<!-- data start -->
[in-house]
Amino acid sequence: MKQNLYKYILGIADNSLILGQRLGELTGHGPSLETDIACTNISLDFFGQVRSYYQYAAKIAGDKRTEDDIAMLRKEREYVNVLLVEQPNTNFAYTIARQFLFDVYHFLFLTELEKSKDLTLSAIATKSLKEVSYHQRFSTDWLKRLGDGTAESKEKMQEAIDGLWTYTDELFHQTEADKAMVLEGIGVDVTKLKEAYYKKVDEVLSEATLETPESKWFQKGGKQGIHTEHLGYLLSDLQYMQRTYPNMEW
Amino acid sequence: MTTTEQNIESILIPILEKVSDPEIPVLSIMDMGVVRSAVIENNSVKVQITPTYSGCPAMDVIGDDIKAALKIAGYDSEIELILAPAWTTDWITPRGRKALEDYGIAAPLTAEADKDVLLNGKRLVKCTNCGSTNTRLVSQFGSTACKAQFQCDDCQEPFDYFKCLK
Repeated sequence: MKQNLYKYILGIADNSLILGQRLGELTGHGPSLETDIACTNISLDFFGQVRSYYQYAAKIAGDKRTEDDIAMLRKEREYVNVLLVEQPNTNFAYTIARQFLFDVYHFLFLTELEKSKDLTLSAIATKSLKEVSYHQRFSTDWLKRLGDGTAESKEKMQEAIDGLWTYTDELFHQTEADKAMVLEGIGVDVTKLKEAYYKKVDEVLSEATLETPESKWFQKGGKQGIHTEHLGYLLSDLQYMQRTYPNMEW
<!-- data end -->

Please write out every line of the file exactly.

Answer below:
[in-house]
Amino acid sequence: MKQNLYKYILGIADNSLILGQRLGELTGHGPSLETDIACTNISLDFFGQVRSYYQYAAKIAGDKRTEDDIAMLRKEREYVNVLLVEQPNTNFAYTIARQFLFDVYHFLFLTELEKSKDLTLSAIATKSLKEVSYHQRFSTDWLKRLGDGTAESKEKMQEAIDGLWTYTDELFHQTEADKAMVLEGIGVDVTKLKEAYYKKVDEVLSEATLETPESKWFQKGGKQGIHTEHLGYLLSDLQYMQRTYPNMEW
Amino acid sequence: MTTTEQNIESILIPILEKVSDPEIPVLSIMDMGVVRSAVIENNSVKVQITPTYSGCPAMDVIGDDIKAALKIAGYDSEIELILAPAWTTDWITPRGRKALEDYGIAAPLTAEADKDVLLNGKRLVKCTNCGSTNTRLVSQFGSTACKAQFQCDDCQEPFDYFKCLK
Repeated sequence: MKQNLYKYILGIADNSLILGQRLGELTGHGPSLETDIACTNISLDFFGQVRSYYQYAAKIAGDKRTEDDIAMLRKEREYVNVLLVEQPNTNFAYTIARQFLFDVYHFLFLTELEKSKDLTLSAIATKSLKEVSYHQRFSTDWLKRLGDGTAESKEKMQEAIDGLWTYTDELFHQTEADKAMVLEGIGVDVTKLKEAYYKKVDEVLSEATLETPESKWFQKGGKQGIHTEHLGYLLSDLQYMQRTYPNMEW